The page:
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The star interview is one of the hardest tasks to handle in all journalism, so I thought it might be useful to put on display, for the benefit of beginners, just how an expert goes about shaping up the raw material once he has secured it. There are excellent reasons for thinking that Bryan Appleyard's interview with Monica Bellucci, obtained in 2004, remains a benchmark of the genre. First of all, it's got Monica, about whom I, even in my dotage, feel the same as Appleyard does, along with millions of other doting admirers all over the planet. And we feel that way, of course, not just because she is beautiful, but because she is talented. Second of all, Appleyard, appreciating both those attributes to the full, doesn't let awe throw him. Instead, his tactical sense, faced with this plenitude of stimulus, is sharpened rather than blunted: the sure mark of the veteran.
A journalist working over a wide range, if always at a high level, Appleyard employs a plain style, with no hoopla. The advantage of such unadorned transparency is that it doesn't interpose the writer's own personality between his notebook and the subject, and that kind of reticence really counts when you're interviewing a star — who is the main reason, never forget, that the reader is reading the piece. In view of that circumstance, the first essential is to make the star the centre of attention. Notice how Appleyard keeps himself out of it even when dealing with the difficult subject of the diva's physical attractiveness. His running gag about leaning forward draws attention to her, not to him.
There is a high proportion of recorded speech in the piece and it all comes from her. He captures her voice with only two tricks, and no more. Both of them are actual observations. Her habit of quoting her mother's admonitions as all beginning with "Monica, Monica" is legitimately treated as endearingly funny: a rare flash of self-regard in a personality which he otherwise records, believably, as unusually well balanced. And her trick of saying "leave" for "live" is exactly what Italians do, no matter how well they speak English. (Even Poles do it: that short sound for the vowel "i" can be awkward in the Slavic languages as well as the Latin ones.) If he had left that little mispronunciation out, he would not have been able to leave with himself, so he puts it in. But only a few times, and always observing the rule that the subject's way of saying things can be regarded as an item of entertainment only if she has plenty to say.
Monica, Monica has loads to say, and the amount of it her interviewer manages to register is a hidden tribute to his charm as well as his craft, because the tape recorder, which modern rules oblige him to use, can quite often be a gruesomely effective instrument for turning eloquence off, rather than on. Clearly he had plenty of taped talk to choose from, so he could afford to be selective in what he quoted. Quoting it, he uses no square brackets. Their absence is a sign that he occasionally neatened up what she had to say. Mercifully this is still possible when writing for a British outlet. Writing for the Americans, the journalist is obliged to indicate, with square brackets, even a single word that he has supplied. This acutely irritating extra punctuation stems from a few notorious occasions when prominent magazines were burned by a reporter who made quotes up, but the nervous aftermath is a horrible example of the American habit of fetishising detail. If you can, you owe it to your interlocutor to make her sound coherent, and if it takes fudging a few clauses closer together to do that, do it. But finally what Appleyard gives you here is the gifted siren in all her starry magnificence, and his biggest help in giving us so much of her is his hard-earned ablity to give us so little of himself.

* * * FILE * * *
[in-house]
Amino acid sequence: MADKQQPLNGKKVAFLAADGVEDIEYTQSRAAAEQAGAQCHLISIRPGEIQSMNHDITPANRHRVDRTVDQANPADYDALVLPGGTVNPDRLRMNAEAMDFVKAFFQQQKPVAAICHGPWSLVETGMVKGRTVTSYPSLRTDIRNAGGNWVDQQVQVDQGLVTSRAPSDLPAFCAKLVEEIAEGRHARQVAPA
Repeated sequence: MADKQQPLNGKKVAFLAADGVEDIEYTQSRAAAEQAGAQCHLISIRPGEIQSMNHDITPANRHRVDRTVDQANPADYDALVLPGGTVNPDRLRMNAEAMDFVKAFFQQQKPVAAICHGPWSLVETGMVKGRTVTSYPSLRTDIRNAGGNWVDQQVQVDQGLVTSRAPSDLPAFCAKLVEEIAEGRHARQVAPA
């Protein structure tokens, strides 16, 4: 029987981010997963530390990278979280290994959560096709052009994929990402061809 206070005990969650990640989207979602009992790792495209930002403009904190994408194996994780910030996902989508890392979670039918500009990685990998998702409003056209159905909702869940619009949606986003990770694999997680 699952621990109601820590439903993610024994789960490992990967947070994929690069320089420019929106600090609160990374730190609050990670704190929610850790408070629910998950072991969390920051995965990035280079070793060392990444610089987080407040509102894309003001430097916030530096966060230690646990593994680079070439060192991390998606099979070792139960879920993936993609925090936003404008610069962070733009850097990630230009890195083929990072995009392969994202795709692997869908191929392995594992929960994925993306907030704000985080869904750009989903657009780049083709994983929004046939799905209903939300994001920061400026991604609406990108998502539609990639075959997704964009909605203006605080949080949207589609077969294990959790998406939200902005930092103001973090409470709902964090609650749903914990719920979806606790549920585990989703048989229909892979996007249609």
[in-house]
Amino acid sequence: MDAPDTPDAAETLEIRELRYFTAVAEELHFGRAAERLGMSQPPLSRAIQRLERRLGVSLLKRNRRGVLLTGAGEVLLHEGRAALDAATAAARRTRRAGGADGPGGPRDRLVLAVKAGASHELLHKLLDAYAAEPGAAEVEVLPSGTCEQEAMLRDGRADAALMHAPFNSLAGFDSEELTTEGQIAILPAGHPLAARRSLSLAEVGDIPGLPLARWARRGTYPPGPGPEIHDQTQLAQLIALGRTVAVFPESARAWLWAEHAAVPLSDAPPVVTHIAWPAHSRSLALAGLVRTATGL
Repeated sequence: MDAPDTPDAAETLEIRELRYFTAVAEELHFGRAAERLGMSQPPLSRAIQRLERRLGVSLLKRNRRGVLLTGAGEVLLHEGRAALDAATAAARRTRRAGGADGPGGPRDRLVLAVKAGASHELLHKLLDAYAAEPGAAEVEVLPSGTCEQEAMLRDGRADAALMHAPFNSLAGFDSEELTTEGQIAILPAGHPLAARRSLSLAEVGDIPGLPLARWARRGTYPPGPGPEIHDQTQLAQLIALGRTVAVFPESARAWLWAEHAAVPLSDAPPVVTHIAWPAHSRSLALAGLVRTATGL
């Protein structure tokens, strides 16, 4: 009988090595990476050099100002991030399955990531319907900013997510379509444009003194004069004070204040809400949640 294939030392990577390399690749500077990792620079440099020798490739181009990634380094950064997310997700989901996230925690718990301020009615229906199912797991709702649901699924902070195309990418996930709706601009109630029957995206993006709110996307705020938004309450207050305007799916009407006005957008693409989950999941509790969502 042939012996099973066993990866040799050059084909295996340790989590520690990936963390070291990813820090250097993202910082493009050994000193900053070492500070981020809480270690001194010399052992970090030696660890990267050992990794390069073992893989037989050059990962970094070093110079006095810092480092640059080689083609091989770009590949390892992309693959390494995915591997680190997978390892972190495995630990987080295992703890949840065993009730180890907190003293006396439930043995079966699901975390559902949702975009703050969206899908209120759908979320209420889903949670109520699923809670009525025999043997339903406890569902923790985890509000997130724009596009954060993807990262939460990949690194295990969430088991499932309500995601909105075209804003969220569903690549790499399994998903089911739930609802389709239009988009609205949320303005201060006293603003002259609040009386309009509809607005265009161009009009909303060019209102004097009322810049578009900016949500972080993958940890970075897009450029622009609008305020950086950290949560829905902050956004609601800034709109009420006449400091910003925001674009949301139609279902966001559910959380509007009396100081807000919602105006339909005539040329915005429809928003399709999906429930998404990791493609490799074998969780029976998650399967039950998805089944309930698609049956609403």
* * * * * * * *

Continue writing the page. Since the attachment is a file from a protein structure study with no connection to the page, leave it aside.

Contrary to received wisdom, the star interview is one of the easiest assignments to secure early on in one's career. It will never happen in a big city, but when stars are operating out in the boondocks they can be surprisingly available to student newspapers and the like. What's hard is not to blow the opportunity. The surest way to blow it is to talk too much in an effort to prove to the subject that you know all about him or her. Antonia Quirke, in her excellent debut novel Madame Depardieu and the Beautiful Strangers (2007), gives an hilarious but all too convincing example. Overflowing with knowledge, the book's heroine is compulsively unable to let Jeff Bridges get a word in edgeways.
The lesson is plain. Don't, whatever you do, try to be the co-star. Get off the stage and turn up the lights. And don't dream, later on, having made something of a reputation, that you will ever get an interview on your name alone. Even a veteran like Appleyard finds it useful to have a base. If Monica Bellucci has been yearning to meet Bryan Appleyard ever since she read his approving opinions about John Ashbery's poetry (opinions I don't share, but what the hell, it's Monica, Monica's opinions that we are discussing here), nevertheless she will give him the audience mainly because the publicity people working for the movie they have got her pushing want her face in the Sunday Times. That influential publication is the fortress from which Appleyard operated for a lot of the articles which are preserved on his website. The upside of being sent on assignment from a powerful base is that it will get you through the door. The downside is that you will sometimes end up interviewing someone you don't admire. The thing to remember then is that very few stars, not even Matthew McConaughy, get famous without a reason: so it's still a story. The other thing to remember is that next week's story might be Monica, Monica — or, if such a thing exists, the male equivalent male equivalent.